The War on Women and Fridays with Billy.

We’re back! After two weeks of no Billy Bragg for holiday-related reasons, the internet can now heave a sigh of relief. Fridays have regained their Billy-ibrium!

This week’s selection, “Trust,” is a short story, really, told by a woman. One of the things I’ve always loved most about Mr. Bragg is his ability to channel the voice of someone entirely unlike himself — a gay veteran of the Second World War, a Japanese-American victim of internment, or, in this case, a woman who’s been very badly done by the man in her life.

He wrote this song at the height of the AIDS crisis, and the lyrics leave us entirely uncertain: Is she pregnant? Infected? Or just afraid? There’s no way to know, but that fear, that uncertainty — that abandonment — is a thing with which many, many women are all too familiar, and which far too few men have made an effort to understand.

Least of all the men making decisions about our bodies.

There’s been a lot of angry back and forth lately about the phrase “war on women,” and on the recent day that 150 Afghan girls were poisoned for the crime of going to school, I wavered a bit, myself — and then I remembered the state-sanctioned rape that is forced transvaginal ultrasounds, such as take place in Texas every day. People are literally attacking our bodies in an effort to create a legislative reality that inimical to our most basic interests — I think “war on women” is pretty reasonable.

The first line of defense in any battle has got to be information, and in that spirit, I want to encourage you to check out and bookmark the frankly mind-boggling Team Uterati Wiki on which Angry Black Lady and the Team Uterati team are doing yoeman’s labor. It’s a one-stop-shop for information on the people, the places, and the roughly 1,100 anti-choice bills currently pending across the country.

You heard me: One thousand and one hundred.

Women are human beings. We have a fundamental, human right to bodily autonomy, one that powerful people (some of whom are women) are attempting to strip from us, for their own purposes. The only way to win this war is to fight back. Let’s arm ourselves with knowledge, inundate them with our demands, and vote the bastards out come November. And then let’s keep fighting.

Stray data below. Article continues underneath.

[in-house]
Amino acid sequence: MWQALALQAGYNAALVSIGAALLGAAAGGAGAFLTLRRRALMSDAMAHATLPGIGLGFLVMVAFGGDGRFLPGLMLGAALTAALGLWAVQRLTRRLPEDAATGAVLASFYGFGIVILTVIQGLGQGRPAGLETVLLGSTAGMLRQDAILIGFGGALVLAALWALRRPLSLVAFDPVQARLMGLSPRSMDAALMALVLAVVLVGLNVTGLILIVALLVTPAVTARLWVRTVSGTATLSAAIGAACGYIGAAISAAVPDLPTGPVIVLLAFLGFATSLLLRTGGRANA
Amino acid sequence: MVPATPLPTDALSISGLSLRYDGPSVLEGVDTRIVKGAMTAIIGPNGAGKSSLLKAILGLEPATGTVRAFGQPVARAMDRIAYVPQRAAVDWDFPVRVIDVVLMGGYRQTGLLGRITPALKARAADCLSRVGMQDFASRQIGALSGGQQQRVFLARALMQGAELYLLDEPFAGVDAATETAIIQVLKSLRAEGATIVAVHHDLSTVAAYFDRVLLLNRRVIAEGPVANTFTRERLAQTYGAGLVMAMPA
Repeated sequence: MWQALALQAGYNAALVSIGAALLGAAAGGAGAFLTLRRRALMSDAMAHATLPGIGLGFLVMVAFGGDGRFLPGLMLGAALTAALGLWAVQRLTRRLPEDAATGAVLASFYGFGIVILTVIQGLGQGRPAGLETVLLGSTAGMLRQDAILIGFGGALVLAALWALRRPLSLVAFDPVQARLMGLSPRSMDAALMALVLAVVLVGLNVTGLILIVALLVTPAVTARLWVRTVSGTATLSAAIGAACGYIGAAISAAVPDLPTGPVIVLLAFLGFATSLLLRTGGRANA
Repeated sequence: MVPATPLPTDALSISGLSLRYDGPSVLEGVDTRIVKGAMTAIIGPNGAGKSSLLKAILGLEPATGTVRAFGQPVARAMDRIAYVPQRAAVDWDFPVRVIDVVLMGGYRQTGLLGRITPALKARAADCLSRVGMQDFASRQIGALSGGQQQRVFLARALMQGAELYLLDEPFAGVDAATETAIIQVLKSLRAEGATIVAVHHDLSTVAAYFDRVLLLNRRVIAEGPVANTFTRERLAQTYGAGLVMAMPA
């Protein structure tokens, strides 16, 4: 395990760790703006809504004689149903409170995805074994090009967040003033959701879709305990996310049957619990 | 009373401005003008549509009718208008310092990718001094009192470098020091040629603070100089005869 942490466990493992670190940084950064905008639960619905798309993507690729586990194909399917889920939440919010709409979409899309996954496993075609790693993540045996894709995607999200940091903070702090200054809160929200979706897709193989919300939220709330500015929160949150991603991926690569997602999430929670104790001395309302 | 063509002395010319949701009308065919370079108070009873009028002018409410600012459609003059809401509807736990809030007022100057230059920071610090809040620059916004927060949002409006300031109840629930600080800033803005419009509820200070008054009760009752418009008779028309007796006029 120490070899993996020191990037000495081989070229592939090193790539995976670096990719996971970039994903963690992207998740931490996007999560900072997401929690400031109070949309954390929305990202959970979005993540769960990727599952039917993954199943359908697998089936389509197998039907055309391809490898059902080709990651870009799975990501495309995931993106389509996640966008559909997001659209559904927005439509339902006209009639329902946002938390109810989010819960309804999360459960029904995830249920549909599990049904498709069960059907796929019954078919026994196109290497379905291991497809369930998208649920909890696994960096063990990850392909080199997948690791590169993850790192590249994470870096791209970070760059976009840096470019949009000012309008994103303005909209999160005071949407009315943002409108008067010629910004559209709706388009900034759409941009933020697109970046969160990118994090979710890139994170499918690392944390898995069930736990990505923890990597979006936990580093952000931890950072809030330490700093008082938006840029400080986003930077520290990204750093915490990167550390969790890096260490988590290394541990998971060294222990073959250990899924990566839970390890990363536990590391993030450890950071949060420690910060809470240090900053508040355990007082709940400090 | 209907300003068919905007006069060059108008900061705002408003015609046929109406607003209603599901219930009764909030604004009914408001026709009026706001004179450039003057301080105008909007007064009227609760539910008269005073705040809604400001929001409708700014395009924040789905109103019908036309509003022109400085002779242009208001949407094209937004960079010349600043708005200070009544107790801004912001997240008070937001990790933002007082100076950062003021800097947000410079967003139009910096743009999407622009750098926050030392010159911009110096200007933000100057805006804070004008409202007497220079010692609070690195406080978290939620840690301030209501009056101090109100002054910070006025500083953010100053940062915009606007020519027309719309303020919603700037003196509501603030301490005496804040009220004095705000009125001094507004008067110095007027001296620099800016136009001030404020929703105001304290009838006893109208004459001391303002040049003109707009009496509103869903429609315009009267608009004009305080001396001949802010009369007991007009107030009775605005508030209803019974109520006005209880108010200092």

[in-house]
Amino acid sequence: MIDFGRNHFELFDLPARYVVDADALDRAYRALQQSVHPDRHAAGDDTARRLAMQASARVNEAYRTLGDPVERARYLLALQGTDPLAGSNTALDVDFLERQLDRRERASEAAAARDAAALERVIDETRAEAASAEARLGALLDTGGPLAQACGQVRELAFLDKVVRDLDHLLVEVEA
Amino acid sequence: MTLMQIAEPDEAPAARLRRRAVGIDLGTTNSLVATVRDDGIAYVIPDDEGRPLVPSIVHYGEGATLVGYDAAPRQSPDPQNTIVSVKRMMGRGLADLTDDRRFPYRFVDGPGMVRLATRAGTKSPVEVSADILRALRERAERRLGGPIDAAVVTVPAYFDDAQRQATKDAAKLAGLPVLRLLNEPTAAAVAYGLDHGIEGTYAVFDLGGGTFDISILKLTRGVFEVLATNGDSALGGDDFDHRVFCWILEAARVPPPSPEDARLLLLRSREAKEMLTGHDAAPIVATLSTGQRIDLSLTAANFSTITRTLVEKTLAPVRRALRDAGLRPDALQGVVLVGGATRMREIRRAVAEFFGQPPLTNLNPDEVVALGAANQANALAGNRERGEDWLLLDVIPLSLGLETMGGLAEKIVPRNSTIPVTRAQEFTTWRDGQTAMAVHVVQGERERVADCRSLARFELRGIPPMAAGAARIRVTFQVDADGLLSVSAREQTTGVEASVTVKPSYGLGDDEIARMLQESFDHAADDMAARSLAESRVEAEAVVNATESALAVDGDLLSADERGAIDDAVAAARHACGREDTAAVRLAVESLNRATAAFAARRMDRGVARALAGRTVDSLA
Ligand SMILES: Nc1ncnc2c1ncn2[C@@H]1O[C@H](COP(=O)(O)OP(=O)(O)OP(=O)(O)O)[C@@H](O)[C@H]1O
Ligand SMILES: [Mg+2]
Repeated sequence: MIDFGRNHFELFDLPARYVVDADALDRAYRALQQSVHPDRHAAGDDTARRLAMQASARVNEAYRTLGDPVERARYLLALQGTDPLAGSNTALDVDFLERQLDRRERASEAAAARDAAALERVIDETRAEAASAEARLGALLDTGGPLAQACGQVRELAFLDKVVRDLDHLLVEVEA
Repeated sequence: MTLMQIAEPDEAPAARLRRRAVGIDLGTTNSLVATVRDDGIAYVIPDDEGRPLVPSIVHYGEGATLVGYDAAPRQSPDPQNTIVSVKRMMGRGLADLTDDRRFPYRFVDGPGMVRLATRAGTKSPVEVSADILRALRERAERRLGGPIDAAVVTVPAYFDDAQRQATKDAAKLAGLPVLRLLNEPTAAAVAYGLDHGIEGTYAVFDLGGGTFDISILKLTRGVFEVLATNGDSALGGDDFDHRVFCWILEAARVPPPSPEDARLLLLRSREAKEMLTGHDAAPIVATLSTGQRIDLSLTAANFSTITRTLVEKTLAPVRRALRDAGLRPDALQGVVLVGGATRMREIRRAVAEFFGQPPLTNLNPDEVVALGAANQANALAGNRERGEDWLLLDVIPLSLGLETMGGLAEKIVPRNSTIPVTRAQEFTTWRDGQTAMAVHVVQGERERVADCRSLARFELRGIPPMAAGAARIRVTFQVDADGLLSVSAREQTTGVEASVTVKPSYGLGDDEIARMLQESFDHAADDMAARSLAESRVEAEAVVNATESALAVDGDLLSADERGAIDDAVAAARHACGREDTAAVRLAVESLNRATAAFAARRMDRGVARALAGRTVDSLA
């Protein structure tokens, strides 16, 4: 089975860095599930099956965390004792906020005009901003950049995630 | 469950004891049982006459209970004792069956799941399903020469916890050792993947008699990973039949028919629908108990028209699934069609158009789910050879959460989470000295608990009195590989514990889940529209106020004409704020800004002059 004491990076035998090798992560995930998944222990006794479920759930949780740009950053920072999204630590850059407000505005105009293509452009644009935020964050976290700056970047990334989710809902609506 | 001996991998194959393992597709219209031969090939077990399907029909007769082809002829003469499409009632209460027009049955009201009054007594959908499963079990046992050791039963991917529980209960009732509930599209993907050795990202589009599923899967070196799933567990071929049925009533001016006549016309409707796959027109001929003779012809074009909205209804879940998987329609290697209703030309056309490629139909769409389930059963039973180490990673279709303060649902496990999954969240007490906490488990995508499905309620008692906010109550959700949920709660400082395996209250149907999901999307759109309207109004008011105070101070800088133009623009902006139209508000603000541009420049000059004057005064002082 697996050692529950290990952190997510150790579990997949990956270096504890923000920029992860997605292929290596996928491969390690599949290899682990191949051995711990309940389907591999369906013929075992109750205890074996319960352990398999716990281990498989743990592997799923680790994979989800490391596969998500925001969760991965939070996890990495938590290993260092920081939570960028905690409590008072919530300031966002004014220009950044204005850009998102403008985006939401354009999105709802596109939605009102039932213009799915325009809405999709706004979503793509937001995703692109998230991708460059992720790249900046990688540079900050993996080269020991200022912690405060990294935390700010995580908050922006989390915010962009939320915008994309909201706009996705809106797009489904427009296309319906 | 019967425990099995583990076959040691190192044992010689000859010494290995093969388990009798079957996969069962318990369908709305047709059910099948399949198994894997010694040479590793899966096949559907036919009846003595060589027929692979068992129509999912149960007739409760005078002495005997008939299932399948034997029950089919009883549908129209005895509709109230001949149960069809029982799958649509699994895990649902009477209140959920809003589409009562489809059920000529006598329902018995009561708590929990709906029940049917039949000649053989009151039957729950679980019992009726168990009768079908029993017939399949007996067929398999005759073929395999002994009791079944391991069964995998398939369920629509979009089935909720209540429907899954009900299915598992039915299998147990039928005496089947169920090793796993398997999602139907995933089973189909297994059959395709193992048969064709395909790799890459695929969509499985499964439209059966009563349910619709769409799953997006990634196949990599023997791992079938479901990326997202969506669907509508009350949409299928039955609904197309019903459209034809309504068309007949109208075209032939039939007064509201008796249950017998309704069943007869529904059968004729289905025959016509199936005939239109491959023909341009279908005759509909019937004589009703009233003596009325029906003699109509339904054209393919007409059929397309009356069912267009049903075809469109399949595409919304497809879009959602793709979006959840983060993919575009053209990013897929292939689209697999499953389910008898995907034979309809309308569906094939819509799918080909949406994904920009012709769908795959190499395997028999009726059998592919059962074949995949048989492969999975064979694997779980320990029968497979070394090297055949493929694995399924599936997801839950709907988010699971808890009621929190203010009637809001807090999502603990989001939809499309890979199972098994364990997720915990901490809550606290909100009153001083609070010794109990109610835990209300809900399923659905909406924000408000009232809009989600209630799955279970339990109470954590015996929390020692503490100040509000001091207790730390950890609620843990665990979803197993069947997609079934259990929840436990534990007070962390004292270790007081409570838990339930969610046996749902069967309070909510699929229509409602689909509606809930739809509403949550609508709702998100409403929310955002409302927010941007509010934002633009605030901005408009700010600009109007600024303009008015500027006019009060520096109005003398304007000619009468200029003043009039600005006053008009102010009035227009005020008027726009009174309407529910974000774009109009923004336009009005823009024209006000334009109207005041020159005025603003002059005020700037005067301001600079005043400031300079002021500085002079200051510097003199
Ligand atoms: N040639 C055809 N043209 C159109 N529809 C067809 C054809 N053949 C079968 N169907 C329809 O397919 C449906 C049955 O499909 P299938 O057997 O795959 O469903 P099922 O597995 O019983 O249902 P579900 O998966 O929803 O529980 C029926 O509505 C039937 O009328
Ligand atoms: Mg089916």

He’s already been inside me
And he really didn’t say
And I really didn’t ask him
I just hoped and prayed

He’s already been inside me
And I really don’t feel well
I keep looking in the mirror
But it’s hard to tell

Will he stay by me and take my hand
And hold me till I sleep
Or will he crumble and fall to the floor
And weep
Oh feeble man, Oh evil man

He’s already been inside me
Would he have told me if he cared?
I know I ought to find out
But I’m much too scared

He’s already been inside me
And I know it can’t be good
Nothing feels
The way it should

Will he hold me in his arms again
And wipe away my tears
Or has he already taken
My best years
Oh evil man, Oh feeble man

What is Fridays with Billy?

UPDATE: It’s been suggested to me that this song is “being sung by one man about another man, not by a woman at all.” I can see that, and remember it crossing my mind back in the day, so I mention it here — I can only hope Mr. Bragg himself weighs in someday…! (Knowing his work, it’s entirely possible that he left the song just that vague on purpose).



  1. dmf

     /  April 20, 2012

    for fridays and not losing sight of actual lives lived in our pursuits of “higher” principles

    On Monday my mother washed.
    It was the way of the world,
    all those lines of sheets flapping
    in the narrow yards of the neighborhood,
    the pulleys stretching out second
    and third floor windows.

    Down in the dank steamy basement,
    wash tubs vast and grey, the wringer
    sliding between the washer
    and each tub. At least every
    year she or I caught
    a hand in it.

    Tuesday my mother ironed.
    One iron was the mangle.
    She sat at it feeding in towels,
    sheets, pillow cases.
    The hand ironing began
    with my father’s underwear.

    She ironed his shorts.
    She ironed his socks.
    She ironed his undershirts.
    Then came the shirts,
    a half hour to each, the starch
    boiling on the stove.

    I forgot bluing. I forgot
    the props that held up the line
    clattering down. I forgot
    chasing the pigeons that shat
    on her billowing housedresses.
    I forgot clothespins in the teeth.

    Tuesday my mother ironed my
    father’s underwear. Wednesday
    she mended, darned socks on
    a wooden egg. Shined shoes.
    Thursday she scrubbed floors.
    Put down newspapers to keep

    them clean. Friday she
    vacuumed, dusted, polished,
    scraped, waxed, pummeled.
    How did you become a feminist
    interviewers always ask,
    as if to say, when did this

    rare virus attack your brain?
    It could have been Sunday
    when she washed the windows,
    Thursday when she burned
    the trash, bought groceries
    hauling the heavy bags home.

    It could have been any day
    she did again and again what
    time and dust obliterated
    at once until stroke broke
    her open. I think it was Tuesday
    when she ironed my father’s shorts.

    “The good old days at home sweet home” by Marge Piercy

  2. Ironically, I think the war on women might be the best thing to happen to America since the Civil Rights Movement in the first place. The GOP is pushing so hard that women will push back. There’s that saying…something about hell and women’s fury…hmm…